As an accomplished artisan and designer Linda Stiles Smith’s designs often speak to women who are growing into their life purpose, who accept themselves and feel in tune with natures’ expression of wholeness, interconnectedness and joyful growth; women who are selective, appreciate and value quality, integrity and personal connections to life. Those who own Linda’s art say they are uplifted by the beauty and meaning that is an integral part of each piece.
Growing up near the Great Lakes, her surroundings have been a part of her art even before receiving her BFA from Wright State University. Although fascinated with a variety of media in college, she earned a fellowship to Yale Summer School of Art for her skill in painting. Being the oldest student in the group at 40 yo she managed to complete the session with a 4.0 grade in spite of a nagging back injury upon arrival. It was a challenging yet inspirational time. Painting and printmaking was her focus for several years after graduation. Her skills in capturing the essence of nature have earned her many awards in regional and national competitions.
“Creating art has been a way for me to express those feelings and hold onto the moments of that experience. I can relive them thru the work of my hands making nature inspired jewelry, paint landscapes or crafting home accessories peppered with bits and piece of the environment. We hope to make your moments memorable with our art. Enjoy!”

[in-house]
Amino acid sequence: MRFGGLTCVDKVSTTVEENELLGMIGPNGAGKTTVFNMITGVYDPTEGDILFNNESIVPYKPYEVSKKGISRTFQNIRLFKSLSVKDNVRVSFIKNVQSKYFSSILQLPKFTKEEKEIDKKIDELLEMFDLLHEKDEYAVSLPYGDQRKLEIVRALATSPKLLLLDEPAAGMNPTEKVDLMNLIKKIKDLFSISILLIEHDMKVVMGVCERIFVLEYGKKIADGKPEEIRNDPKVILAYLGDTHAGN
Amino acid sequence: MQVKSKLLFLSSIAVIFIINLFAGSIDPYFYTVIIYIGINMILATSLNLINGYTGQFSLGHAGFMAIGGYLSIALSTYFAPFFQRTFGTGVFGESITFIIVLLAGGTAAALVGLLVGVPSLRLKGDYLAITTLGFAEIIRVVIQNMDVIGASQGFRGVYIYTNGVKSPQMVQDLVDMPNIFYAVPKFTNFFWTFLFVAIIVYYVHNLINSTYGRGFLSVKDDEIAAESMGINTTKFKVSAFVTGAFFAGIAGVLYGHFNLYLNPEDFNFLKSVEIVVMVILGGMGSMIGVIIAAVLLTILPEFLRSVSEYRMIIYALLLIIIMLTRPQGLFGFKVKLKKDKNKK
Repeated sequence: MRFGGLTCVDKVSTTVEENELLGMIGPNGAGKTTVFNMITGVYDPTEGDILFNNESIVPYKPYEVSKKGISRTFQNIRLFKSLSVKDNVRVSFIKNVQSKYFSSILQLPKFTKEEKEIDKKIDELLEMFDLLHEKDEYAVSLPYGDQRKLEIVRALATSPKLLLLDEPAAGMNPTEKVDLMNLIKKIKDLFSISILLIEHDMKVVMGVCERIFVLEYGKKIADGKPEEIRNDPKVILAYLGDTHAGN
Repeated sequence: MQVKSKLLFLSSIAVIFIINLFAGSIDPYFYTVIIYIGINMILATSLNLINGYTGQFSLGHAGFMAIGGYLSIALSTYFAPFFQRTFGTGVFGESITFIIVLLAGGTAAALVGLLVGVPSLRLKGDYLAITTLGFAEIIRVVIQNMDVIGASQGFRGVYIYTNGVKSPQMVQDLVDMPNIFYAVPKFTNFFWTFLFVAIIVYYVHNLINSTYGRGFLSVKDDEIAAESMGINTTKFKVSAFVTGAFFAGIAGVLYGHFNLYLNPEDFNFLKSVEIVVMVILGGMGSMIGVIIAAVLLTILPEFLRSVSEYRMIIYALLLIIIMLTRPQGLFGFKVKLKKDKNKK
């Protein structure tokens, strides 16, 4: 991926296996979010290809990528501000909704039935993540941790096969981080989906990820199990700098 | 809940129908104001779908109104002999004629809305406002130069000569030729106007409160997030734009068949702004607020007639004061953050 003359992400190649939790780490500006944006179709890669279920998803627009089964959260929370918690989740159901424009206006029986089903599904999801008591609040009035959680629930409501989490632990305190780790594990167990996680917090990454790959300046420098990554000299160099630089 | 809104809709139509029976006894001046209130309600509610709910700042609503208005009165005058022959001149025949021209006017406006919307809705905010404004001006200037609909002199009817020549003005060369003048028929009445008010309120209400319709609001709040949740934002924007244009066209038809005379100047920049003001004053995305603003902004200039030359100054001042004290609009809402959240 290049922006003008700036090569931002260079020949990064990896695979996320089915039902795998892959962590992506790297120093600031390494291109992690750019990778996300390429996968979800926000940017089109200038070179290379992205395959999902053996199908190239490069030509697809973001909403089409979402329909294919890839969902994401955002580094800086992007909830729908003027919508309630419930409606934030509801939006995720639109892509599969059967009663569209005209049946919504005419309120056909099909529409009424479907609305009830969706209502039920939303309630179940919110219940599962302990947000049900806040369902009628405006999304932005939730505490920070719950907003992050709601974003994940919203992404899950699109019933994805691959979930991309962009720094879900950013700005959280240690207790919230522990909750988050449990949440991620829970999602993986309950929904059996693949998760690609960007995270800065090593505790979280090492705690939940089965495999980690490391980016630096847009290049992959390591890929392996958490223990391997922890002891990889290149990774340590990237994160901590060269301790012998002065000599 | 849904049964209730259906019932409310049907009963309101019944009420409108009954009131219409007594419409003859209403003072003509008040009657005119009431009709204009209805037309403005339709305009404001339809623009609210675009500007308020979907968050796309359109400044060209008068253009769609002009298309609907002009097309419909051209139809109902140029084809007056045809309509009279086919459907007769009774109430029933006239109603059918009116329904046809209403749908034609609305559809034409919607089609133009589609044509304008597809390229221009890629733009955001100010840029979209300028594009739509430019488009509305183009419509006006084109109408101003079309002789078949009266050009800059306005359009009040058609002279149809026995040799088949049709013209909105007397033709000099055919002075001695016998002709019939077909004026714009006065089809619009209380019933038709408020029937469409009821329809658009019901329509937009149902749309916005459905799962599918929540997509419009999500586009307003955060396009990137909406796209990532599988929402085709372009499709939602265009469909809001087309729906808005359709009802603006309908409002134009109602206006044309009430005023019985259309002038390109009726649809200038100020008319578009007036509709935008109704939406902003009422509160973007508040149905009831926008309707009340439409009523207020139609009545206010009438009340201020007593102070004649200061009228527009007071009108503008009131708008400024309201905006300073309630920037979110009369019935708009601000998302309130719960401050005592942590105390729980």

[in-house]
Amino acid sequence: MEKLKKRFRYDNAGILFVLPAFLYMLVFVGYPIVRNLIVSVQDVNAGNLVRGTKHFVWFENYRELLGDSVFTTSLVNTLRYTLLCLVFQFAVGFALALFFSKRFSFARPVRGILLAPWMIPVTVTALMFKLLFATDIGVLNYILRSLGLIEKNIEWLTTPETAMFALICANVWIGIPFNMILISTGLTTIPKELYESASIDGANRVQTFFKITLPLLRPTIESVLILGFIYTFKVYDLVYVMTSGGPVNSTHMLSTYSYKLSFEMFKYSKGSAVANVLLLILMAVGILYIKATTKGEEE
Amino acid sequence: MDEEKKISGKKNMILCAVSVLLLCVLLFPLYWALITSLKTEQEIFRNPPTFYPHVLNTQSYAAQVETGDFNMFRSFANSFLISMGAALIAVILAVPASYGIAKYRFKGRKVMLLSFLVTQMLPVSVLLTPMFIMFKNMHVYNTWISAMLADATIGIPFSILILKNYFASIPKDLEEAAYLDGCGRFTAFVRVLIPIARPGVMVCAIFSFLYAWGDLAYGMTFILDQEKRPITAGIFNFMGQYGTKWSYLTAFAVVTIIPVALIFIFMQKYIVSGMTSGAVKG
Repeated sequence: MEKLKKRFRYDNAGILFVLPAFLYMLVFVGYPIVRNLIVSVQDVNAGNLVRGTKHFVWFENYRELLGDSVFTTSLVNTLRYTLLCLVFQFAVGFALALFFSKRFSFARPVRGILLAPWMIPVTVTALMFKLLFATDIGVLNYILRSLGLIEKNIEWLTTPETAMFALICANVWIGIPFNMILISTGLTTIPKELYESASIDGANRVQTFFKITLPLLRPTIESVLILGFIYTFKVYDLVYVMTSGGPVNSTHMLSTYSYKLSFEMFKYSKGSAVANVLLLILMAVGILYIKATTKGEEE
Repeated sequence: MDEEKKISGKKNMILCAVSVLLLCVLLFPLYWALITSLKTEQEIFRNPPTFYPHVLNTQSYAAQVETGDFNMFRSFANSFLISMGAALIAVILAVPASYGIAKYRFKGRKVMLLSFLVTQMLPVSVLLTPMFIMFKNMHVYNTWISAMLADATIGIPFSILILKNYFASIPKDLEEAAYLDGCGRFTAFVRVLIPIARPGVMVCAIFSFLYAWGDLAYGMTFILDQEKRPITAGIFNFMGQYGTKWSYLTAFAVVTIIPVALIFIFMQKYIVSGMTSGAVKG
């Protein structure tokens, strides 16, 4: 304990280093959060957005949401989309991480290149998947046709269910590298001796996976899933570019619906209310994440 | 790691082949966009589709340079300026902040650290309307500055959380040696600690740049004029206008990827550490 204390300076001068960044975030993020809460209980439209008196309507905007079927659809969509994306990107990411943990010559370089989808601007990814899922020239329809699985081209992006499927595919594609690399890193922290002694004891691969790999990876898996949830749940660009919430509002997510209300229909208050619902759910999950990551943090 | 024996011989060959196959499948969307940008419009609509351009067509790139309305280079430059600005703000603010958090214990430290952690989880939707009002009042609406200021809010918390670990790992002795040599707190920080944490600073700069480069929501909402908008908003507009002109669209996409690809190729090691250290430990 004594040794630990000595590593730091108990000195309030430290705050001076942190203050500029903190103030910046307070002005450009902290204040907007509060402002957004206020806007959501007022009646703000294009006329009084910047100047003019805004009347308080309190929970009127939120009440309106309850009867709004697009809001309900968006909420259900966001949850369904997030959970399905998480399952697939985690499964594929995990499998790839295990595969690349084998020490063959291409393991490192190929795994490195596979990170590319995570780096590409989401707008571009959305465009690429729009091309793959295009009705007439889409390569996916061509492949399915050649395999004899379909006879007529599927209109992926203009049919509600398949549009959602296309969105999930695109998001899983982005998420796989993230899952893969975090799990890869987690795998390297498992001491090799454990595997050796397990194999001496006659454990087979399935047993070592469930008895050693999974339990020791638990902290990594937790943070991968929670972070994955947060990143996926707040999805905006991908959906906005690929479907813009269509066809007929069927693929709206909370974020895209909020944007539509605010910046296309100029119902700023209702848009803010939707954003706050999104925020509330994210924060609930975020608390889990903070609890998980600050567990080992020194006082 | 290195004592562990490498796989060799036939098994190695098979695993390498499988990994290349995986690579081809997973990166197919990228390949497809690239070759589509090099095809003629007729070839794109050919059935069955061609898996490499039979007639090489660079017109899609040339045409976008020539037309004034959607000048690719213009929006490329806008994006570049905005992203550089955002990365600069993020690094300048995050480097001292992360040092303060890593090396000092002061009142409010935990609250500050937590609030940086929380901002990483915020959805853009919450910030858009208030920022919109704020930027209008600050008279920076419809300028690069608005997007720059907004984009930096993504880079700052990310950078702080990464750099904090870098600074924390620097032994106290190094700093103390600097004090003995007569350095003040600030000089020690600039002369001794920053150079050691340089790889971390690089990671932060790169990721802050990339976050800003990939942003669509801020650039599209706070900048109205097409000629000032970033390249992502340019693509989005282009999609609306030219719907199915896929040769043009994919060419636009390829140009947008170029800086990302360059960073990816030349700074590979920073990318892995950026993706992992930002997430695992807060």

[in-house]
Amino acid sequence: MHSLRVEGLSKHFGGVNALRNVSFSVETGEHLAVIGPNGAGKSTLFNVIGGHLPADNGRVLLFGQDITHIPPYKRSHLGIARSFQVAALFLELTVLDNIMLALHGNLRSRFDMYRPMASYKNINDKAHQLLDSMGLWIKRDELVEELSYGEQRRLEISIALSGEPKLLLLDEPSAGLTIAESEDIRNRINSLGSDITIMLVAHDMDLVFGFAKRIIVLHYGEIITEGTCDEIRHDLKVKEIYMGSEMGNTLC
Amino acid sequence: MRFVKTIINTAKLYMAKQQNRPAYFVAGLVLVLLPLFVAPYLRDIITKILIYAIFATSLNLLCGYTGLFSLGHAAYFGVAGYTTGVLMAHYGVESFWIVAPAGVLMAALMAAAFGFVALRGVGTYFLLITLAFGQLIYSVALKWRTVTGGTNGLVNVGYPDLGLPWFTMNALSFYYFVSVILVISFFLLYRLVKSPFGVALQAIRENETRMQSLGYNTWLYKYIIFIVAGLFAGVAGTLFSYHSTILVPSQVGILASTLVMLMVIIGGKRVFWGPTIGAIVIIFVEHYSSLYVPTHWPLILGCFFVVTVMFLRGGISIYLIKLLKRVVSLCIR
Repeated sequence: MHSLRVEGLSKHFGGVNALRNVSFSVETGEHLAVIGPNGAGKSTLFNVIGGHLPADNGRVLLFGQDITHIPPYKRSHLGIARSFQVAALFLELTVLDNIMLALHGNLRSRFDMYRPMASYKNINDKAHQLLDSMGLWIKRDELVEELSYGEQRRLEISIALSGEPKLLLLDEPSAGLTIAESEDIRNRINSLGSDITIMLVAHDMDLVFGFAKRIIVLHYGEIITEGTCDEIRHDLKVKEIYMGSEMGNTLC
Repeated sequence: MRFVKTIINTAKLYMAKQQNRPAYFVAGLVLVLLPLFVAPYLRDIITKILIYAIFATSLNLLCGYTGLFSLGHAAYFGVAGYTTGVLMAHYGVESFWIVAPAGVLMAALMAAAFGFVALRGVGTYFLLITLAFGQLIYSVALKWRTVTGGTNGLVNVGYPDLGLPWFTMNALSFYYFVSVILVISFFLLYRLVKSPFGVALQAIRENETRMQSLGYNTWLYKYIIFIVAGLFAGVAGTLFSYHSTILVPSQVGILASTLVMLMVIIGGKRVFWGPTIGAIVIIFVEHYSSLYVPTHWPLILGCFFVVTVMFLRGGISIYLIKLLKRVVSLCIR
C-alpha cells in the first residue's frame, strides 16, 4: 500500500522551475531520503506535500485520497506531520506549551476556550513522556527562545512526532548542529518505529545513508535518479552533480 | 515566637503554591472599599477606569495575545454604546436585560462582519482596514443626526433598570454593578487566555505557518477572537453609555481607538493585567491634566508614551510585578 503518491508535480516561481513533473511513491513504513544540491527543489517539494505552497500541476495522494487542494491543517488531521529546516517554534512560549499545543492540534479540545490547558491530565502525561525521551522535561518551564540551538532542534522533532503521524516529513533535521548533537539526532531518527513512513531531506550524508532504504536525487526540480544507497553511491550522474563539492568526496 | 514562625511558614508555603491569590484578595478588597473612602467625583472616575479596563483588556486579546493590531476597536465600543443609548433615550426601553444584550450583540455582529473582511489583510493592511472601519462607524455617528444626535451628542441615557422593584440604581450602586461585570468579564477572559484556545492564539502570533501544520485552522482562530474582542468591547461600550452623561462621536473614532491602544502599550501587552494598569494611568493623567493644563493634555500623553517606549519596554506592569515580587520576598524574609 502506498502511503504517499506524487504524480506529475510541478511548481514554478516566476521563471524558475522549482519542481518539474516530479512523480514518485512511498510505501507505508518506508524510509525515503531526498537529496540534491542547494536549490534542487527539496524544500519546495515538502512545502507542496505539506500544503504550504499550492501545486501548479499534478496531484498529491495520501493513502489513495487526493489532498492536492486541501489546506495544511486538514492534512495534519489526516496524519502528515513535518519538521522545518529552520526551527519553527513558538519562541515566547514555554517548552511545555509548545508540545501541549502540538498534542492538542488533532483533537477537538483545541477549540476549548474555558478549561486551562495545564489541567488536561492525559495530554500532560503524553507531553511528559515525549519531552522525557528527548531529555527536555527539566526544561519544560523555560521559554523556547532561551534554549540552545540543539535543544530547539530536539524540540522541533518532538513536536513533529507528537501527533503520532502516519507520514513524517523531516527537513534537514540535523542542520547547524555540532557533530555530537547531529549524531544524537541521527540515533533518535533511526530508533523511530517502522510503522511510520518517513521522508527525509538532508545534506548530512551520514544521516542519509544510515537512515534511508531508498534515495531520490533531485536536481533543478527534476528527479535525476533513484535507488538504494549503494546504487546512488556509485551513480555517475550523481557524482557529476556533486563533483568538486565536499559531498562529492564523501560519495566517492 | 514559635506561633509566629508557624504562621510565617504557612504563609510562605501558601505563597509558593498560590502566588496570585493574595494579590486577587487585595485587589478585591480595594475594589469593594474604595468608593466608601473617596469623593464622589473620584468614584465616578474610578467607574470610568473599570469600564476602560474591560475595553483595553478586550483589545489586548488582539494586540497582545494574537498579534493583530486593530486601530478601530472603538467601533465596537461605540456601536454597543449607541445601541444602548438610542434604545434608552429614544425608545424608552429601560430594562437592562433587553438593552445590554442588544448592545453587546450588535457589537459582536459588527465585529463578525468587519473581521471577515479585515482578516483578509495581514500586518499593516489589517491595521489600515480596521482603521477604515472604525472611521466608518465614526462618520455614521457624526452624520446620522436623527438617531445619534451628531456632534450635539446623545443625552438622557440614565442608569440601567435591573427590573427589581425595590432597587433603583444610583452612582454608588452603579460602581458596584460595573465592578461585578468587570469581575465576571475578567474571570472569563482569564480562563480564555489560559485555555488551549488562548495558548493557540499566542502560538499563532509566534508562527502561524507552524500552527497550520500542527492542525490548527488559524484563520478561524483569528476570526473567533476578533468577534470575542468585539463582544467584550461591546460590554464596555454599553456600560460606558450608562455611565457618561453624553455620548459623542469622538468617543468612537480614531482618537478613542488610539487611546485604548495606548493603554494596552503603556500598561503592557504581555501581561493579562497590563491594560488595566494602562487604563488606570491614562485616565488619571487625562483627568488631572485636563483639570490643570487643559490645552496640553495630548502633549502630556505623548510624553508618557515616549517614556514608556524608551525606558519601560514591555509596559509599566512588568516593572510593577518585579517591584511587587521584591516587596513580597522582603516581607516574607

Several years after graduation Linda began making jewelry with husband Dale’s lampwork beads until she discovered silver metal clay in 2002. Since then she’s earned multiple awards for her designs in metal clay including Best of Competition in the national 2006 Bead Art Awards from Lapidary Journal. The winning piece incorporated metal clay beads that echoed the lampwork glass beads made by Dale. Among the list of successes is winning the Presidents Choice award from the CEO or Art Clay Japan at the Art Clay World, USA conference. Regardless of the medium, her work continues to be recognized by her peers establishing Linda as a talented and creative designer.
Although Linda continues to make jewelry, the lure of silver has been replaced by the colors of polymer clay, very similar to paint, and the many techniques unique to that medium. The vitality of incorporating a mix of materials makes the results even more rewarding. The challenge of taking a material with color and crafting it into a one of a kind piece of art that embraces the natural world is her passion.